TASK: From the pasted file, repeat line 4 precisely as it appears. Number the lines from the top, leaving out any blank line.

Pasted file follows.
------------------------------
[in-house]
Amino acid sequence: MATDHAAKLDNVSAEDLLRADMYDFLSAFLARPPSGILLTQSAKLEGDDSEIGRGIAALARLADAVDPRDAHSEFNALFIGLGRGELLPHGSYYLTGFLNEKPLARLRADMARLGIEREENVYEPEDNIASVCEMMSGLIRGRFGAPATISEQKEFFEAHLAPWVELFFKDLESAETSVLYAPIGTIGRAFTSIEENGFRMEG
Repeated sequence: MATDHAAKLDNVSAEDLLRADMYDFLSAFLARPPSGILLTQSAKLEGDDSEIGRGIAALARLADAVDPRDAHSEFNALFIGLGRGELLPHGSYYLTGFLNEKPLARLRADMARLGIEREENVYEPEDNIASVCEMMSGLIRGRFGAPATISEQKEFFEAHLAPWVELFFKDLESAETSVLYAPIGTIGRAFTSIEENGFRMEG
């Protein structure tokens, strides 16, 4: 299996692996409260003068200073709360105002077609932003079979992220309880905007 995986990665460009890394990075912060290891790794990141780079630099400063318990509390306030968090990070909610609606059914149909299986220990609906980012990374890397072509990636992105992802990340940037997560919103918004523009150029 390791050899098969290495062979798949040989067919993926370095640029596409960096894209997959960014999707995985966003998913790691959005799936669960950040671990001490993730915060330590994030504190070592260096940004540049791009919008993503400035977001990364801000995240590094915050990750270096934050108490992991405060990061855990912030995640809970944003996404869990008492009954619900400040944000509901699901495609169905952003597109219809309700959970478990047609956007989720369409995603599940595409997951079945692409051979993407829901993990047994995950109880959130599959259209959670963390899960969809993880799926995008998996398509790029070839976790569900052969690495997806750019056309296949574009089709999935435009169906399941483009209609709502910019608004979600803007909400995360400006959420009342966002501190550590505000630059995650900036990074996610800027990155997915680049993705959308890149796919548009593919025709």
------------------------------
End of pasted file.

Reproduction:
């Protein structure tokens, strides 16, 4: 299996692996409260003068200073709360105002077609932003079979992220309880905007 995986990665460009890394990075912060290891790794990141780079630099400063318990509390306030968090990070909610609606059914149909299986220990609906980012990374890397072509990636992105992802990340940037997560919103918004523009150029 390791050899098969290495062979798949040989067919993926370095640029596409960096894209997959960014999707995985966003998913790691959005799936669960950040671990001490993730915060330590994030504190070592260096940004540049791009919008993503400035977001990364801000995240590094915050990750270096934050108490992991405060990061855990912030995640809970944003996404869990008492009954619900400040944000509901699901495609169905952003597109219809309700959970478990047609956007989720369409995603599940595409997951079945692409051979993407829901993990047994995950109880959130599959259209959670963390899960969809993880799926995008998996398509790029070839976790569900052969690495997806750019056309296949574009089709999935435009169906399941483009209609709502910019608004979600803007909400995360400006959420009342966002501190550590505000630059995650900036990074996610800027990155997915680049993705959308890149796919548009593919025709």